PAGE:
Remarks as prepared
Ambassador Sarah-Ann Lynch
Reception in honor of International Day for Persons with Disabilities
December 2, 2022
Honorable Minister of Parliamentary Affairs and Governance, Gail Teixeira and other Ministers of the Government
Honorable members of the Opposition
Members of the Diplomatic Corps
Board members and other executives of the Guyana Council of Organizations for People with Disabilities or GCOPD
Members of the media
Good evening. It’s my pleasure to host you in observance of the International Day for Persons with Disabilities.
This morning I had the pleasure of speaking at the opening ceremony for Guyana’s first ever National Conference for Youth with Disabilities. I interacted with a group of talented and passionate young Guyanese who are committed to seeing their rights recognized and honored and are here to remind us that disability rights are human rights.
With over 48,000 people with disabilities living in Guyana, an inclusive approach to development, that guarantees the rights of persons with disabilities, is essential if Guyana is to attain broad-based development, that assures equal opportunities for all its citizens.
The purpose of the UN Convention on the Rights of Persons with Disabilities is to promote, protect, and ensure, the full and equal enjoyment of all human rights and fundamental freedoms, by all persons with disabilities, and to promote respect for their inherent dignity. Our governments, the United States and Guyana, have signed onto this convention, indicating our intent to abide by its principles and work towards meeting its obligations. It’s my hope that we continue our strong partnership in pursuit of this important and urgent work.
As I stated this morning, the U.S. Government will continue to support measures that allow each person with a disability to enjoy equal access, live an independent life driven by self-determination, and contribute on equal terms to the development of their communities.
On this important day, I’d like to take a moment to acknowledge and celebrate the work of some young people and perhaps older ones too, who are working tirelessly to contribute to their country’s development.
Ackila (AH-KILLA) Smith, a young woman who is working under a USAID Youth ALLIES community action initiative to improve education for people who are blind or have low vision.
Gabrielle McKenzie and Asif (AH-SIFF) Khan, two young Guyanese who are working together under another Youth ALLIES community action initiative to educate young people with disabilities about their sexual and reproductive health, as well as rights.
Rosemarie Ramitt, Lata Devi Jagmohan, Gabriel Gilkes, Anjali Sookra Lennox Fredericks, Teshawn Rodney, and Fiona Cumberbatch who are all young Guyanese with disabilities who lead training sessions to build leadership skills and civic awareness of young people with and without disabilities, all across Guyana. These young people are all role models for all Guyanese.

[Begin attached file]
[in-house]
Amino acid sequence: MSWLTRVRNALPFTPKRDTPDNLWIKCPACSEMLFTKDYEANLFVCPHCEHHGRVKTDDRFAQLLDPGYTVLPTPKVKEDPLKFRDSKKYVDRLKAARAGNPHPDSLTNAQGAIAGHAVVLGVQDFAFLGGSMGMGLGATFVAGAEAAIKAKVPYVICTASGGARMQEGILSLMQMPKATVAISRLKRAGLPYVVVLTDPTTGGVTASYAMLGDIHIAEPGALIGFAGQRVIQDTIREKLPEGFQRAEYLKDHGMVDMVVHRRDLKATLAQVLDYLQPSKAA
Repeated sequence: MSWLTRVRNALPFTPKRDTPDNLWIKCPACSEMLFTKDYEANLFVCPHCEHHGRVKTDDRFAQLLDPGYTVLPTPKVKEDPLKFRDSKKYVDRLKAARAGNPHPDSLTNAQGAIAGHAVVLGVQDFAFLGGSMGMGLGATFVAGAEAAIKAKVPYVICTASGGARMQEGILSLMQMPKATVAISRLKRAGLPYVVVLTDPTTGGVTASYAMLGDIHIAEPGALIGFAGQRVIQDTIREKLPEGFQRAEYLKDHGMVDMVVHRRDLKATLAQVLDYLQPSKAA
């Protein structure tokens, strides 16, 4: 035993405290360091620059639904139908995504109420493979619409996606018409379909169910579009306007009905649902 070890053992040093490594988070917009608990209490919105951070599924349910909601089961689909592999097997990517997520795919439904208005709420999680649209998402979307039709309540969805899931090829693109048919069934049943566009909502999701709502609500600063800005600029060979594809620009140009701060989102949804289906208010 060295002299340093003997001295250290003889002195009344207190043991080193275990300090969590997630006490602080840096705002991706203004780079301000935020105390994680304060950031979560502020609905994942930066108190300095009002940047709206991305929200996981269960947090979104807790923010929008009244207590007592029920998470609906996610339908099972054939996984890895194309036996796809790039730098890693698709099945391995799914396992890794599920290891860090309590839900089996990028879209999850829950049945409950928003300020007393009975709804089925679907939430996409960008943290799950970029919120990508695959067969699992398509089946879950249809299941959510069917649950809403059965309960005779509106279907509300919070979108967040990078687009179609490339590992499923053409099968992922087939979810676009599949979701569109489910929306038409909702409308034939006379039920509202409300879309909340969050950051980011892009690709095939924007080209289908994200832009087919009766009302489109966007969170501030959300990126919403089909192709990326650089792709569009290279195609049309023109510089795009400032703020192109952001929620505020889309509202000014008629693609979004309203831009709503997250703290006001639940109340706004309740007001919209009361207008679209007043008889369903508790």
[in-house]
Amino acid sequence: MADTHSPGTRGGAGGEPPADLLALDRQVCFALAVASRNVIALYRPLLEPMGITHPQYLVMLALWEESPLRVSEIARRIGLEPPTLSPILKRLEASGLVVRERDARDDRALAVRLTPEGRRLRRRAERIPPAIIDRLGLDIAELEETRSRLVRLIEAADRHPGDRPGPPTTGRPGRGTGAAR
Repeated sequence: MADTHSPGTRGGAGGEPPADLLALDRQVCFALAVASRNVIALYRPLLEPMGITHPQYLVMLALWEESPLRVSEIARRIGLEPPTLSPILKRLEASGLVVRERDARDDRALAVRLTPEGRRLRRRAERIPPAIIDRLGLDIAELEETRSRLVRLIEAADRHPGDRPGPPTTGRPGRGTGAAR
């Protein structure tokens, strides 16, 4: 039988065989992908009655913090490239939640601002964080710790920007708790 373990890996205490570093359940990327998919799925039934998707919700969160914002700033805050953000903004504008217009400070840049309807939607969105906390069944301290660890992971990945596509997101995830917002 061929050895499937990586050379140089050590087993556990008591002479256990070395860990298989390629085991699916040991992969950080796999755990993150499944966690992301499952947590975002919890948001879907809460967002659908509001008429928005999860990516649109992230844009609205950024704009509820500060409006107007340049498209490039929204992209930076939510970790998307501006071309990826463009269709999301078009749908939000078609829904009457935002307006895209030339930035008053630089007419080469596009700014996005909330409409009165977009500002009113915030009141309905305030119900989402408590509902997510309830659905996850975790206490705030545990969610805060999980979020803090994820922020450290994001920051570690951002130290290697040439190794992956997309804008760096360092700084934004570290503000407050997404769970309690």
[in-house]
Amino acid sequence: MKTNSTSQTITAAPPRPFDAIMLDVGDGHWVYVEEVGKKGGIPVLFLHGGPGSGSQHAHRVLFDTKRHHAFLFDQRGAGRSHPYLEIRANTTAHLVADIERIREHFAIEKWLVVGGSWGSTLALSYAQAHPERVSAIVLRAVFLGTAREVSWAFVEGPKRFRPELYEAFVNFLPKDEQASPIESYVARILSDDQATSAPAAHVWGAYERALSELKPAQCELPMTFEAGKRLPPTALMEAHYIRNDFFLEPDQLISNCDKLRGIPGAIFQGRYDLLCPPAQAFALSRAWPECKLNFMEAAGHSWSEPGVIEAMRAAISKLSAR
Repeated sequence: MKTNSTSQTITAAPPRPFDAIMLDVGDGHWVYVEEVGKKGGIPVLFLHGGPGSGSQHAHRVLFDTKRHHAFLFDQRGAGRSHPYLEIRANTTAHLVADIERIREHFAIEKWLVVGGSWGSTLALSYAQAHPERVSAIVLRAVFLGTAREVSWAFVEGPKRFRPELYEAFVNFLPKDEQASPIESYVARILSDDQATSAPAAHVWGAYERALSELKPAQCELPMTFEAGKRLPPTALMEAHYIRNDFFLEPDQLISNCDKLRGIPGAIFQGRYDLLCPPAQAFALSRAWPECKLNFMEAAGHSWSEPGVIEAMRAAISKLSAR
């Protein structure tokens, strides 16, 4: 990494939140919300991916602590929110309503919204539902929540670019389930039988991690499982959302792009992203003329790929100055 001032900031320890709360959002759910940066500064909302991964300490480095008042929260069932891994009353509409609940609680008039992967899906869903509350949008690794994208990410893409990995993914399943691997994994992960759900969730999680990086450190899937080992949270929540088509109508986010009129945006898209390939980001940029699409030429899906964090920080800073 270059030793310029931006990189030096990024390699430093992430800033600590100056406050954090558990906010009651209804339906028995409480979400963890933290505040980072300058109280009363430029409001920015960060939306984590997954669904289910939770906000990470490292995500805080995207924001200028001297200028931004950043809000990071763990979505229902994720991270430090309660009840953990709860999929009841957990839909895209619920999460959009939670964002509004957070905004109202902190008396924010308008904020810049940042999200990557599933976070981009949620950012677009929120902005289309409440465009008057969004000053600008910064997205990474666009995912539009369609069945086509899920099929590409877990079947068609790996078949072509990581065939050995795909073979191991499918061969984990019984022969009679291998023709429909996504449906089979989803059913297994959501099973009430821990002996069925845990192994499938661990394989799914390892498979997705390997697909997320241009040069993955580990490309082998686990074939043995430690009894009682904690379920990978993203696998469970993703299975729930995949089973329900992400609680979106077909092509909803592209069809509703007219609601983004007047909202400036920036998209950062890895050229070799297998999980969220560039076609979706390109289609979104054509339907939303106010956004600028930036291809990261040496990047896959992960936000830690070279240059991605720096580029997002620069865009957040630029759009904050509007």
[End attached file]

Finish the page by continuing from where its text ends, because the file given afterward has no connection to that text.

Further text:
Ganesh Singh, Program Coordinator of the G-C-O-P-D; G-C-O-P-D Board Chair, Cecil Morris; and other members of the Board of G-C-O-P-D, who have all been dedicated advocates for people with disabilities over many years… we salute you.
These people have proven that people with disabilities can lead productive lives, and have so much to contribute to their communities and country.
I would also like to acknowledge Meredith Applegate and the entire team of the USAID Youth ALLIES program, for responding to G-C-O-P-D’s call for youth, and all persons with disabilities to be afforded their rights of inclusion in mainstream life, in elections and in governance, and for devising innovative ways of supporting this call.
While we celebrate, I’m sure we can all agree that much work remains to create an environment that achieves true non-discrimination, and affords people with disabilities the freedom, dignity and respect to which they are all entitled.
I applaud the advocacy and action of those who have worked in the interest of people with disabilities, and I’m hopeful that this advocacy leads to real improvements with respect to access to education, access to employment, access to buildings, access to the electoral system, and generally, more meaningful participation of people with disabilities in public and civic life.
We owe it to the young people here, brimming with potential, to move towards meaningful action that transforms their lives and opens up the opportunities they deserve, to create the future they envision for themselves.
The U.S. Government remains your committed partner in this work.